Ilan Berman
Ilan Berman
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Pundicity: Informed Opinion and Review

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Morocco's Liberal Challengers

October 5, 2016  •  Foreign Affairs

Ilyas El Omari is on the offensive. The bespectacled 49-year-old activist who heads Morocco's Party of Authenticity and Modernity (PAM) has spent years honing PAM's political message and worldview. Now, with the Kingdom heading into what is shaping up to be a decisive general election on October 7, Omari senses a political opening. In recent months, the liberal PAM has steadily risen in prominence, emerging as the most significant sustained challenge to the prevailing conservative and religious status quo in Moroccan politics. Its success is all the more striking given its relative youth. The party was founded just over seven years ago, in February 2009. Its relatively sudden rise thus suggests that a major shift is underway in Moroccan politics.

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Mother Russia Is Still Struggling With Demography

October 3, 2016  •  The Moscow Times

How healthy is Russia, really? Over the past several years, the official narrative of Vladimir Putin's government has been clear and consistent: thanks to firm leadership, the demographic problems that once plagued Russia and the Soviet Union are now effectively a thing of the past. A close reading of the pace of Russia's population, however, suggests a very different state of affairs. Propelled by persistent and deeply adverse trends, Russia's population is today in major decline - with potentially catastrophic consequences for the country and its place in the world.

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Egypt's Economy Is In Big Trouble

September 29, 2016  •  The National Interest

Three years ago this summer, Egyptians took to the streets en masse to vent their frustration at the government of then president Mohamed Morsi. The source of their discontent was the widespread economic stagnation and ideologically driven policies that came to punctuate Morsi's Muslim Brotherhood–dominated government. The result was nothing short of a counterrevolution, as Morsi was ousted by the country's powerful military in an almost-coup led by his then minister of defense, Gen. Abdel Fattah el-Sisi. But now, Egypt's post-Islamist government is facing a remarkably similar situation. Beset by worsening economic conditions and rising discontent among the country's youth, the Egyptian regime, now headed by Sisi, is decidedly on the skids—with potentially dire consequences for the country, and the region as a whole.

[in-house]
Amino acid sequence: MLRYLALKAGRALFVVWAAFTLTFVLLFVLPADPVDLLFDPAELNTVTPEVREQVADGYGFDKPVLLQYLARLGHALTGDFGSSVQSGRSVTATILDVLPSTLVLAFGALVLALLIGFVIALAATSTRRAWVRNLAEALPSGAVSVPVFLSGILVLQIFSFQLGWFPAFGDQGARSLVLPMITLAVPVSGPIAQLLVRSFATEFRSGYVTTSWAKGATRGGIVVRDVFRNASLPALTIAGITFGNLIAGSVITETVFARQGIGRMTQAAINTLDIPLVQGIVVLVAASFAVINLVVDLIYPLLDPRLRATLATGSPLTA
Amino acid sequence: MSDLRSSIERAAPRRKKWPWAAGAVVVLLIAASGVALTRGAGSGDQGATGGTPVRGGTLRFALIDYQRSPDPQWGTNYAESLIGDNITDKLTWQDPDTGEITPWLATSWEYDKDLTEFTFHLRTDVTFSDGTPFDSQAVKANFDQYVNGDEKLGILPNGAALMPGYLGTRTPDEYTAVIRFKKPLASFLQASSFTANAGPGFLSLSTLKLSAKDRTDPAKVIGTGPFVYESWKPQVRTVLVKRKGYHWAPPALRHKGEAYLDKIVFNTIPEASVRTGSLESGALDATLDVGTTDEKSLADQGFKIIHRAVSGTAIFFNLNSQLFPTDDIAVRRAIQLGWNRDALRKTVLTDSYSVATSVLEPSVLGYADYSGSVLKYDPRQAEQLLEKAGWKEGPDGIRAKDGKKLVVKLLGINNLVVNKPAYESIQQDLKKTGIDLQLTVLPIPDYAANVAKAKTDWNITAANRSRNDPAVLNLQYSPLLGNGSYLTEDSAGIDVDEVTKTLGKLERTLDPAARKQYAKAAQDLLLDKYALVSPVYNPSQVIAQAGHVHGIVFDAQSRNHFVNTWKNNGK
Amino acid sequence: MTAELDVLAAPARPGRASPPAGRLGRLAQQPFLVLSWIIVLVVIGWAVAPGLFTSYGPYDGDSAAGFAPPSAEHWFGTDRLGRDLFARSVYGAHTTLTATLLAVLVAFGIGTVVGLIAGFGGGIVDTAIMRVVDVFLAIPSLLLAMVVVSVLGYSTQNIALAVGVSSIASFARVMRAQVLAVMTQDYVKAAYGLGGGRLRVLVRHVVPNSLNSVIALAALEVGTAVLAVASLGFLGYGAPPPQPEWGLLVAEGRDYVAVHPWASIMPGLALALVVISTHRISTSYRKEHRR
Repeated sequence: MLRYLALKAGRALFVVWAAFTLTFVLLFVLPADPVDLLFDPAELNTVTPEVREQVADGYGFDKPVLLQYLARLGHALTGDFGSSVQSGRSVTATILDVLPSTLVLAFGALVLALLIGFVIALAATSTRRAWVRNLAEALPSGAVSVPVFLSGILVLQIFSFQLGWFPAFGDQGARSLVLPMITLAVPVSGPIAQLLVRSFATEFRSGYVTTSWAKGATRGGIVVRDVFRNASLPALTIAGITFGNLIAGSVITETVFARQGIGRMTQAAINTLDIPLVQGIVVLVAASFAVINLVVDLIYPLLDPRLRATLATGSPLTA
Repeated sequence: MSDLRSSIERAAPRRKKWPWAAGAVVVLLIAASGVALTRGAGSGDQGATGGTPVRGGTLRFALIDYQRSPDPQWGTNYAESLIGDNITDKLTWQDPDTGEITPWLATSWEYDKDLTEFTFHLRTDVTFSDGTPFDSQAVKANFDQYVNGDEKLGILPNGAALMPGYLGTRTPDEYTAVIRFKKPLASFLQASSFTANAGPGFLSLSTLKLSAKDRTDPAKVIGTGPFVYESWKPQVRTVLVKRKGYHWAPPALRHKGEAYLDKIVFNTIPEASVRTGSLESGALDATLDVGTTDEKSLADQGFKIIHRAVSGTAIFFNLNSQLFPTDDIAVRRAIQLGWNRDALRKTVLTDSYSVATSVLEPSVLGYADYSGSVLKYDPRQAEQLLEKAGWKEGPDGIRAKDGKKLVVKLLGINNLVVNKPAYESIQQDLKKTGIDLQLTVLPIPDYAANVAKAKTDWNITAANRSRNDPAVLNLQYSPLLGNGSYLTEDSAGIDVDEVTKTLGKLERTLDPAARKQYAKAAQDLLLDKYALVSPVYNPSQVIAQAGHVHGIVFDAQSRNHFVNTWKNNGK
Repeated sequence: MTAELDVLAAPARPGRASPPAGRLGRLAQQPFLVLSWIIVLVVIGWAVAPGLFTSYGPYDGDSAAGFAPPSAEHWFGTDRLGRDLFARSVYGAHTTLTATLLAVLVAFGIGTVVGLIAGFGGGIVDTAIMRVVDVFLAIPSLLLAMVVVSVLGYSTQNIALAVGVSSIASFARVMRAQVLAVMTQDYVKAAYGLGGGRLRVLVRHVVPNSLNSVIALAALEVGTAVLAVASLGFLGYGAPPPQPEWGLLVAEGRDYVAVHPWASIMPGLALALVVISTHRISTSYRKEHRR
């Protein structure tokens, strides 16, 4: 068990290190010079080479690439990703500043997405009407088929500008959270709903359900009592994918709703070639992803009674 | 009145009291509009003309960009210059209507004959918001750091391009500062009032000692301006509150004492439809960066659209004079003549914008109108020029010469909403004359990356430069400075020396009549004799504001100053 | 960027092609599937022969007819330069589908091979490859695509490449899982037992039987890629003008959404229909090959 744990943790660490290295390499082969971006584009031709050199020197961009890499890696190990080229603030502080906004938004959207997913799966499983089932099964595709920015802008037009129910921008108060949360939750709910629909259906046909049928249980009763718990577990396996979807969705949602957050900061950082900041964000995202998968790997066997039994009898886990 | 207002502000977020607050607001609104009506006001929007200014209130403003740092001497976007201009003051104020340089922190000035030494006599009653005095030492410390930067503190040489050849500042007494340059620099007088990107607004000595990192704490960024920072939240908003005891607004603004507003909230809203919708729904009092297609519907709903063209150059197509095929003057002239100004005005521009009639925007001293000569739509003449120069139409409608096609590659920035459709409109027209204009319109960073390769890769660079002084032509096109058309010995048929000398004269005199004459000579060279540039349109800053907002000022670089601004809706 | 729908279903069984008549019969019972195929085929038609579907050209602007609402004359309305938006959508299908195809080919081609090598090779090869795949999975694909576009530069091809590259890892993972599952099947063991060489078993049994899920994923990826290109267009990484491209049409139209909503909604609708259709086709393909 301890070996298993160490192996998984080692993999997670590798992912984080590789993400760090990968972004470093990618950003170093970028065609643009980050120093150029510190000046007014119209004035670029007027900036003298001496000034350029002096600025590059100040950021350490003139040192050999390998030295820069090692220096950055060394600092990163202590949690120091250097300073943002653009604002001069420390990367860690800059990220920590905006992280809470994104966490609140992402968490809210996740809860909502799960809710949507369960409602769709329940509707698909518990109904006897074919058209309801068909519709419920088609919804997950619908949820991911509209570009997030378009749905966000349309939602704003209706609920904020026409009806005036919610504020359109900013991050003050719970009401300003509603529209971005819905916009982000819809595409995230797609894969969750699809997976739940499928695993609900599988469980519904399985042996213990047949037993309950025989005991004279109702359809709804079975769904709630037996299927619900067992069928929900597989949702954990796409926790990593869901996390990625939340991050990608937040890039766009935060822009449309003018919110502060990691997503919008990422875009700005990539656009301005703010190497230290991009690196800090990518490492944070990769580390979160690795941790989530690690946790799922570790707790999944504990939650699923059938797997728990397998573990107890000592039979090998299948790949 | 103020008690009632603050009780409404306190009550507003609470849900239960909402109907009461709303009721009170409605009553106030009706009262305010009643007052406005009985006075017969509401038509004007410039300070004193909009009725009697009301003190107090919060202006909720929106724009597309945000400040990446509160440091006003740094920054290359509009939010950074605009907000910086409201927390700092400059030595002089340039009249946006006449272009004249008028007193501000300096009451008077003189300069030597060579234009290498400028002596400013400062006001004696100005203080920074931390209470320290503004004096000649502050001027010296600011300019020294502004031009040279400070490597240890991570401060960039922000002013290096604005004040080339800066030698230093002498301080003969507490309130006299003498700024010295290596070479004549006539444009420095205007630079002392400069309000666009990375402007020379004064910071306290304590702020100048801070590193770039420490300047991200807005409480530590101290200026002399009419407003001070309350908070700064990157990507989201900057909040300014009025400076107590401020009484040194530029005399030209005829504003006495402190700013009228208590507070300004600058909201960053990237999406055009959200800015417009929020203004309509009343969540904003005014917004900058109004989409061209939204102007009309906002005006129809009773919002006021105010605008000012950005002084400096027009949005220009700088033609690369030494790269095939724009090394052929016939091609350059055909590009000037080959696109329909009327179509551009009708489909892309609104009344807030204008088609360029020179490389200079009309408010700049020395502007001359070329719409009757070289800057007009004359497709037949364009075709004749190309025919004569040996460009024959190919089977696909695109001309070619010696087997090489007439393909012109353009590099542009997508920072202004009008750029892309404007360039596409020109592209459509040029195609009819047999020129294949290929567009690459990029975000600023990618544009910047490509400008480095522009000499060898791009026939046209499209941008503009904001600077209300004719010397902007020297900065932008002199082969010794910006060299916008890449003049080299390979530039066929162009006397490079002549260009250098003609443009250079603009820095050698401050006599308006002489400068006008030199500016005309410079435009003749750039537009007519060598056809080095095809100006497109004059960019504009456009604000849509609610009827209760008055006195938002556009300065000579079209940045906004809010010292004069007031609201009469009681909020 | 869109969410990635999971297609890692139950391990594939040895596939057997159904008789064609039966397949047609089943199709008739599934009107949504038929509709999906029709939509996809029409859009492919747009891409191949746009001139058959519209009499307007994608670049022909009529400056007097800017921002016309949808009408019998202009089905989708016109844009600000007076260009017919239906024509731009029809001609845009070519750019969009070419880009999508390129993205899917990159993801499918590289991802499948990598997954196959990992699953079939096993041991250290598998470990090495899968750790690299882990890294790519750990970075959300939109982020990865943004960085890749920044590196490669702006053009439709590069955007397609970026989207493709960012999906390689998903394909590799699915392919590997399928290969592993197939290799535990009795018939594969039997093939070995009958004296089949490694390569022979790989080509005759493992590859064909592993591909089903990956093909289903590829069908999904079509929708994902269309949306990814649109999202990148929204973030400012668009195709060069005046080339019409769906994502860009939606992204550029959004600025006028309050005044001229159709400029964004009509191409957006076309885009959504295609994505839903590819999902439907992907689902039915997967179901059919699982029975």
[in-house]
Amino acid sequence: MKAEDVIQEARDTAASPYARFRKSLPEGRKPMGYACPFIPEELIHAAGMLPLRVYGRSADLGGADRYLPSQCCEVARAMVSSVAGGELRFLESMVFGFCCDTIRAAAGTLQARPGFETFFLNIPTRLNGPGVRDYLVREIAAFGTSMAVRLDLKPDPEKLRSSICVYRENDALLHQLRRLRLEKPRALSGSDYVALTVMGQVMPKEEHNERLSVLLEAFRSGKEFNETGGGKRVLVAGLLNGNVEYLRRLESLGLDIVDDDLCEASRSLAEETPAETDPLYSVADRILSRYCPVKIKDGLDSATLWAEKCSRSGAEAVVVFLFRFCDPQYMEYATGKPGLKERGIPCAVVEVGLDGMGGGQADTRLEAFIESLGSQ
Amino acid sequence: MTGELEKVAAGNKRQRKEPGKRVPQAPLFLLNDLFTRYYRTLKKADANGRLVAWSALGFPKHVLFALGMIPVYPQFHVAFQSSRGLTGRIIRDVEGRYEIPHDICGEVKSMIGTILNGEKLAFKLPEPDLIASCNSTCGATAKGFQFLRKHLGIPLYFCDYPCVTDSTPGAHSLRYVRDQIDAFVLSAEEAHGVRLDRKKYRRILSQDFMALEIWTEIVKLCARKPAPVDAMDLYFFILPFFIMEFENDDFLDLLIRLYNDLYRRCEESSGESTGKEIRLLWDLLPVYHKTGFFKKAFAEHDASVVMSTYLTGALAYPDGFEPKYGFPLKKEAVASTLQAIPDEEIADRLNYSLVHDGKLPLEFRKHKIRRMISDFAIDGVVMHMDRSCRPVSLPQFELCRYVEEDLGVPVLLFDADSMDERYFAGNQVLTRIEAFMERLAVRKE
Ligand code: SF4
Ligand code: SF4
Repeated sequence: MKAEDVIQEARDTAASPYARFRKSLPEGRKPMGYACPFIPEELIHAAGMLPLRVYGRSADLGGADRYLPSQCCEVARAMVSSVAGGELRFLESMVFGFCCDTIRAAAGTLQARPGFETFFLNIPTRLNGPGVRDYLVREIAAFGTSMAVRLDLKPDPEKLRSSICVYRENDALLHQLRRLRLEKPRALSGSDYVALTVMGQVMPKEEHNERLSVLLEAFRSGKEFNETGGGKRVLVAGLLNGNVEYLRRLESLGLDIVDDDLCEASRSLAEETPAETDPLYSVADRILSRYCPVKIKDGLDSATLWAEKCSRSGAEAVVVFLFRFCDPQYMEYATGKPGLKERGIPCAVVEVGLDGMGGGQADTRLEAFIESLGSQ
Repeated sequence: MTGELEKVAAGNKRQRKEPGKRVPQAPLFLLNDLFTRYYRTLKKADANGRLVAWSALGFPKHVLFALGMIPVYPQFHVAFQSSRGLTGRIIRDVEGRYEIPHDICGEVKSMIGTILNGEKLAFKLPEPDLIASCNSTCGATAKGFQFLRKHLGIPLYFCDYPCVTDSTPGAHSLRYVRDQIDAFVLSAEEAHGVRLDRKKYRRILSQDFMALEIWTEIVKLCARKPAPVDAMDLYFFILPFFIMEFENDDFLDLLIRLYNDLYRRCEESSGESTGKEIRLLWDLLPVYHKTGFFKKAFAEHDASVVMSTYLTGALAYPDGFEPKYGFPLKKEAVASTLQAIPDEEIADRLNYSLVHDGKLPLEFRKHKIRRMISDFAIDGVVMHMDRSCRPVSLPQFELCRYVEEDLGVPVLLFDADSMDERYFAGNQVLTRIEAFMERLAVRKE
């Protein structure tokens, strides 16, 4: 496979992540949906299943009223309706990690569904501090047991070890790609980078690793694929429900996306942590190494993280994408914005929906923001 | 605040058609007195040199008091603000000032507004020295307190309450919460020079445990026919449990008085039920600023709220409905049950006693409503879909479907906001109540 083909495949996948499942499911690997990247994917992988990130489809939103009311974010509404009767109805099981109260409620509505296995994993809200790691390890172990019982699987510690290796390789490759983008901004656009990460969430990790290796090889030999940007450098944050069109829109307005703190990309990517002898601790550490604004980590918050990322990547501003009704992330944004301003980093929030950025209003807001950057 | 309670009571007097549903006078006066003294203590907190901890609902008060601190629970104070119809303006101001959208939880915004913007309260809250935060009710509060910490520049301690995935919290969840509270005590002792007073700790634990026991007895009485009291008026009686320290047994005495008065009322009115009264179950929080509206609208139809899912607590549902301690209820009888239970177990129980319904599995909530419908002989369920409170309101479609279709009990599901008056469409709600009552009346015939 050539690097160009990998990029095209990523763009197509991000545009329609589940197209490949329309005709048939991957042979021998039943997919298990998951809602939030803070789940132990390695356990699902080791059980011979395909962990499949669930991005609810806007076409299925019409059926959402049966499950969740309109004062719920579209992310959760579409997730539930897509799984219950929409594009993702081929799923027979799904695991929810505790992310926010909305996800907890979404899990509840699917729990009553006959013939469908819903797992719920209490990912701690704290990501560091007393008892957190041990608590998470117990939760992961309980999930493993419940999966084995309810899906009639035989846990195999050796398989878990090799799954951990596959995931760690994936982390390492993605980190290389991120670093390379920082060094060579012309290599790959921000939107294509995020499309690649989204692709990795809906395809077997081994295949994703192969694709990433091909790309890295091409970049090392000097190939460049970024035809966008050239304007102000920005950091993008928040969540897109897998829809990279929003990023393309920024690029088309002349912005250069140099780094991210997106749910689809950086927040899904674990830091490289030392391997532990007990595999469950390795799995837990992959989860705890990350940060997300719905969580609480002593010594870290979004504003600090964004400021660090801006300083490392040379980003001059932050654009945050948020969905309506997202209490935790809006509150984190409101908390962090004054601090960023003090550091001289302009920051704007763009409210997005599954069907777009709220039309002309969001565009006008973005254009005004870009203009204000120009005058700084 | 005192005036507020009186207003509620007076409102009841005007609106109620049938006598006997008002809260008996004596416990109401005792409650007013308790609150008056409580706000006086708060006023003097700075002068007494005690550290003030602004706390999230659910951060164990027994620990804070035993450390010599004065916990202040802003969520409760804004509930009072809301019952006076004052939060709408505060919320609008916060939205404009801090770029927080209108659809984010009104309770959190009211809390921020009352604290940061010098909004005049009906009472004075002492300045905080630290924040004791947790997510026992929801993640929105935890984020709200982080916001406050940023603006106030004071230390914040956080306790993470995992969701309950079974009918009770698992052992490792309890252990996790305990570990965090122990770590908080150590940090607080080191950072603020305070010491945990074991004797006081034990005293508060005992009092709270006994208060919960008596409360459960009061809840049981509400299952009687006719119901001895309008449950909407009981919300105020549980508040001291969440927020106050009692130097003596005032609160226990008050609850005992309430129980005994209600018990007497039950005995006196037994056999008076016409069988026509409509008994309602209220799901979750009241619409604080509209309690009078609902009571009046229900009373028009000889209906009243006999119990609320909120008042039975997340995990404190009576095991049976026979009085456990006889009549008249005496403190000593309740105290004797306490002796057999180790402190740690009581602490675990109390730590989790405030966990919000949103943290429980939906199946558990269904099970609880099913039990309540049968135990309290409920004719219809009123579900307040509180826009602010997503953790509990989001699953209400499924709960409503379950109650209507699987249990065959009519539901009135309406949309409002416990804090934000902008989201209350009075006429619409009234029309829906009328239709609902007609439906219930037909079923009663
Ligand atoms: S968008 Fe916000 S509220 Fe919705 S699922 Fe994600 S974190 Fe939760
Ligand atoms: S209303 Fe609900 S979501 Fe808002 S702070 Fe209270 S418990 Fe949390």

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Iran And The New Monroe Doctrine

September 2, 2016  •  Foreign Affairs

In Washington, conventional wisdom has long held that Iran's presence south of the U.S. border constitutes little more than an axis of annoyance. In this telling, Iran's activities in Central and South America - from numerous commercial and trade deals with various nations to the establishment of cultural centers throughout the region - are disorganized, opportunistic, and ultimately of little consequence. That narrative has proved remarkably persistent, and - in part as a result - Washington has historically paid scant attention to Iran's presence in the hemisphere. But there is ample evidence to the contrary in the form of Iran's strategic cooperation with the region's anti-American regimes, and in well-documented instances of Iranian-sponsored subversion organized there and aimed at U.S. interests and allies. Now, with the Islamic Republic increasingly unfettered from sanctions as a result of last year's nuclear deal with the West, there are unmistakable signs that it is widening its presence in the Americas in earnest.

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Iran Agreement Won't Stop Growing Menace From Foe

August 31, 2016  •  Orlando Sentinel

Years from now, historians are sure to view the nuclear deal concluded last year between Iran and the P5+1 powers - the U.S., U.K., Russia, China, France and Germany - as the greatest foreign policy achievement of President Obama's second term. But it is far less clear that they will see the agreement as having advanced America's strategic interests. The deal, after all, isn't designed to be a lasting solution to Iran's nuclear ambitions. Most of its provisions become defunct after just a decade, while some (such as curbs on Iran's development of ballistic missiles, a key delivery system for nuclear weapons) expire even sooner. Moreover, even during the time that the agreement is in force, Iran will be able to continue advanced research and development on key nuclear technologies. And it will do so with international assistance, because under the terms of the deal the P5+1 powers have pledged to help Iran master key processes (like the fabrication of nuclear fuel) and strengthen its atomic infrastructure (for example, by enhancing the physical security of its nuclear sites). All of which means that Iran will be able to continue critical work on its nuclear program, even if it is forced to do so at a slower pace. As a result, when the terms of the agreement expire, experts say that the Islamic Republic will be significantly closer to nuclear "breakout" than it is today. But even before then, the nuclear deal will significantly expand the danger posed by the Islamic Republic.

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Books by Ilan Berman

Cover of Iran's Deadly Ambition Cover of Implosion Cover of Winning the Long War Cover of Tehran Rising

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